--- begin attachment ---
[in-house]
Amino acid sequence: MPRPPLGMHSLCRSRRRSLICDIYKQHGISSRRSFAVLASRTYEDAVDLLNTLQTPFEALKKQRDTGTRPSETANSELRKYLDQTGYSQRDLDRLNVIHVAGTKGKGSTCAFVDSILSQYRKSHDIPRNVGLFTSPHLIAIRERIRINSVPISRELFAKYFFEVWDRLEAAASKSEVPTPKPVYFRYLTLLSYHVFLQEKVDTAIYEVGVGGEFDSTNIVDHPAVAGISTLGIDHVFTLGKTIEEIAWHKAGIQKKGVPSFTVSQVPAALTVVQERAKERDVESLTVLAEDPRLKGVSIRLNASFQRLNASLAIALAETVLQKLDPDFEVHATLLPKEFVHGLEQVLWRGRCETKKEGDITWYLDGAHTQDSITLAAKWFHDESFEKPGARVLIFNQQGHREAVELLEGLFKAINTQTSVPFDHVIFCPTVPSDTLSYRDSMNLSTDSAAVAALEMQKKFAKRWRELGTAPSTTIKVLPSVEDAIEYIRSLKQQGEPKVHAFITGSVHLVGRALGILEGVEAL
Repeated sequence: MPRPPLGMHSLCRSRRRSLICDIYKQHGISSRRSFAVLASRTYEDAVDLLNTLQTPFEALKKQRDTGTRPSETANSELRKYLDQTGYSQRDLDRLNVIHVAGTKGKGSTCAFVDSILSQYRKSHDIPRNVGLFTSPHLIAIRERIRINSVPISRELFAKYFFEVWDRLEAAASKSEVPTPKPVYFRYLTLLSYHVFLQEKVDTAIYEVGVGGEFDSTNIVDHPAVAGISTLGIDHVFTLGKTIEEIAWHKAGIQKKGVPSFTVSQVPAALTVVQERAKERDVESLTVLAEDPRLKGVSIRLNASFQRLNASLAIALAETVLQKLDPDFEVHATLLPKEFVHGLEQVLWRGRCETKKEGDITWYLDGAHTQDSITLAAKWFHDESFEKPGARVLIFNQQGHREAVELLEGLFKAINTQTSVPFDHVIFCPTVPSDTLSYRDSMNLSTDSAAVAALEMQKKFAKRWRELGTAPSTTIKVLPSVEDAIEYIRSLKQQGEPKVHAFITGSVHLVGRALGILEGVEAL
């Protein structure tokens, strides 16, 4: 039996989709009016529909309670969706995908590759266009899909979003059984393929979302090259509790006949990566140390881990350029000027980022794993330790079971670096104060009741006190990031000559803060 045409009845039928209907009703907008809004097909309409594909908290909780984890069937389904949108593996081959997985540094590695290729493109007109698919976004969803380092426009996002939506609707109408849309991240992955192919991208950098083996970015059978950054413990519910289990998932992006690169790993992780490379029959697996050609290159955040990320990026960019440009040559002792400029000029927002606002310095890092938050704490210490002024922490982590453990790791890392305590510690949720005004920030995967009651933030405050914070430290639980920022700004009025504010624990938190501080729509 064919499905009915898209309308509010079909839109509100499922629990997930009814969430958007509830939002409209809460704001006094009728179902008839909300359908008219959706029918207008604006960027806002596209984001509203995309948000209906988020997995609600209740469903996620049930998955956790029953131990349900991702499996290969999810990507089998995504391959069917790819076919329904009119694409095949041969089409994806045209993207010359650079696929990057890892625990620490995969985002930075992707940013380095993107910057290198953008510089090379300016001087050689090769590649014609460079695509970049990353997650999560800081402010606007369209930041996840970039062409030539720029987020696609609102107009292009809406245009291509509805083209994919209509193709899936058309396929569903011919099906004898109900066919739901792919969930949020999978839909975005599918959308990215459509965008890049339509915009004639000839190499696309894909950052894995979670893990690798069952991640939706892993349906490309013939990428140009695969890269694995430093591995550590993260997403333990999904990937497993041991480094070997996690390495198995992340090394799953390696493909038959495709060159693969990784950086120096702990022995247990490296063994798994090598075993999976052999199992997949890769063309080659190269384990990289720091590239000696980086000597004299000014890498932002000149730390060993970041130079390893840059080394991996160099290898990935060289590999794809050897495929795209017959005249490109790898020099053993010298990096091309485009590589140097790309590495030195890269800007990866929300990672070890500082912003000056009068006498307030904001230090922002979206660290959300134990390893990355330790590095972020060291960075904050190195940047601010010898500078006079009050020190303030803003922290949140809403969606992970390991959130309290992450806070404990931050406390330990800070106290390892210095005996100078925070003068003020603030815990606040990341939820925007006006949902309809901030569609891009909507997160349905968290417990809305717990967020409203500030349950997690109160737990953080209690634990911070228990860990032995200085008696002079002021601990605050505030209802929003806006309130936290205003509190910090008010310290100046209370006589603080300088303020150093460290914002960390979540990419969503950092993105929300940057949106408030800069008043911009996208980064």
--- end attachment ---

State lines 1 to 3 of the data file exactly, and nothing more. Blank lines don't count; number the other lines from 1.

[in-house]
Amino acid sequence: MPRPPLGMHSLCRSRRRSLICDIYKQHGISSRRSFAVLASRTYEDAVDLLNTLQTPFEALKKQRDTGTRPSETANSELRKYLDQTGYSQRDLDRLNVIHVAGTKGKGSTCAFVDSILSQYRKSHDIPRNVGLFTSPHLIAIRERIRINSVPISRELFAKYFFEVWDRLEAAASKSEVPTPKPVYFRYLTLLSYHVFLQEKVDTAIYEVGVGGEFDSTNIVDHPAVAGISTLGIDHVFTLGKTIEEIAWHKAGIQKKGVPSFTVSQVPAALTVVQERAKERDVESLTVLAEDPRLKGVSIRLNASFQRLNASLAIALAETVLQKLDPDFEVHATLLPKEFVHGLEQVLWRGRCETKKEGDITWYLDGAHTQDSITLAAKWFHDESFEKPGARVLIFNQQGHREAVELLEGLFKAINTQTSVPFDHVIFCPTVPSDTLSYRDSMNLSTDSAAVAALEMQKKFAKRWRELGTAPSTTIKVLPSVEDAIEYIRSLKQQGEPKVHAFITGSVHLVGRALGILEGVEAL
Repeated sequence: MPRPPLGMHSLCRSRRRSLICDIYKQHGISSRRSFAVLASRTYEDAVDLLNTLQTPFEALKKQRDTGTRPSETANSELRKYLDQTGYSQRDLDRLNVIHVAGTKGKGSTCAFVDSILSQYRKSHDIPRNVGLFTSPHLIAIRERIRINSVPISRELFAKYFFEVWDRLEAAASKSEVPTPKPVYFRYLTLLSYHVFLQEKVDTAIYEVGVGGEFDSTNIVDHPAVAGISTLGIDHVFTLGKTIEEIAWHKAGIQKKGVPSFTVSQVPAALTVVQERAKERDVESLTVLAEDPRLKGVSIRLNASFQRLNASLAIALAETVLQKLDPDFEVHATLLPKEFVHGLEQVLWRGRCETKKEGDITWYLDGAHTQDSITLAAKWFHDESFEKPGARVLIFNQQGHREAVELLEGLFKAINTQTSVPFDHVIFCPTVPSDTLSYRDSMNLSTDSAAVAALEMQKKFAKRWRELGTAPSTTIKVLPSVEDAIEYIRSLKQQGEPKVHAFITGSVHLVGRALGILEGVEAL